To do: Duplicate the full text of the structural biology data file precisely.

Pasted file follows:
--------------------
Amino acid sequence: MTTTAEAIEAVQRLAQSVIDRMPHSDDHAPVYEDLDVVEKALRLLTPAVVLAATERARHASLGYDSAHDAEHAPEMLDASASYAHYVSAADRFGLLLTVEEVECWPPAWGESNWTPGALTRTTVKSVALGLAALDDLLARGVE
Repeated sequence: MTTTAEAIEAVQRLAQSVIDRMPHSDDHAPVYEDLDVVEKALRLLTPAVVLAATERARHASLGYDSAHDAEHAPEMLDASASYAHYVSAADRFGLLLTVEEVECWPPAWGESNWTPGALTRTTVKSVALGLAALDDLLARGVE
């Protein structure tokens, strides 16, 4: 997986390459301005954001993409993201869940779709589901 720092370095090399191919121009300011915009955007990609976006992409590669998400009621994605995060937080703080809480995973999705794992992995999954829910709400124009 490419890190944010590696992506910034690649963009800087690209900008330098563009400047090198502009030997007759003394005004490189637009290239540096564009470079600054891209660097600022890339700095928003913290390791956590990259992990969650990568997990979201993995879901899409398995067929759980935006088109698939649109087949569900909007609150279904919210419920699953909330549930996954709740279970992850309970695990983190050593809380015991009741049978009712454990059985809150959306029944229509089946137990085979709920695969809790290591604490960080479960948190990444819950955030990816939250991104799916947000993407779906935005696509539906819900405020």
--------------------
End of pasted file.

Amino acid sequence: MTTTAEAIEAVQRLAQSVIDRMPHSDDHAPVYEDLDVVEKALRLLTPAVVLAATERARHASLGYDSAHDAEHAPEMLDASASYAHYVSAADRFGLLLTVEEVECWPPAWGESNWTPGALTRTTVKSVALGLAALDDLLARGVE
Repeated sequence: MTTTAEAIEAVQRLAQSVIDRMPHSDDHAPVYEDLDVVEKALRLLTPAVVLAATERARHASLGYDSAHDAEHAPEMLDASASYAHYVSAADRFGLLLTVEEVECWPPAWGESNWTPGALTRTTVKSVALGLAALDDLLARGVE
């Protein structure tokens, strides 16, 4: 997986390459301005954001993409993201869940779709589901 720092370095090399191919121009300011915009955007990609976006992409590669998400009621994605995060937080703080809480995973999705794992992995999954829910709400124009 490419890190944010590696992506910034690649963009800087690209900008330098563009400047090198502009030997007759003394005004490189637009290239540096564009470079600054891209660097600022890339700095928003913290390791956590990259992990969650990568997990979201993995879901899409398995067929759980935006088109698939649109087949569900909007609150279904919210419920699953909330549930996954709740279970992850309970695990983190050593809380015991009741049978009712454990059985809150959306029944229509089946137990085979709920695969809790290591604490960080479960948190990444819950955030990816939250991104799916947000993407779906935005696509539906819900405020």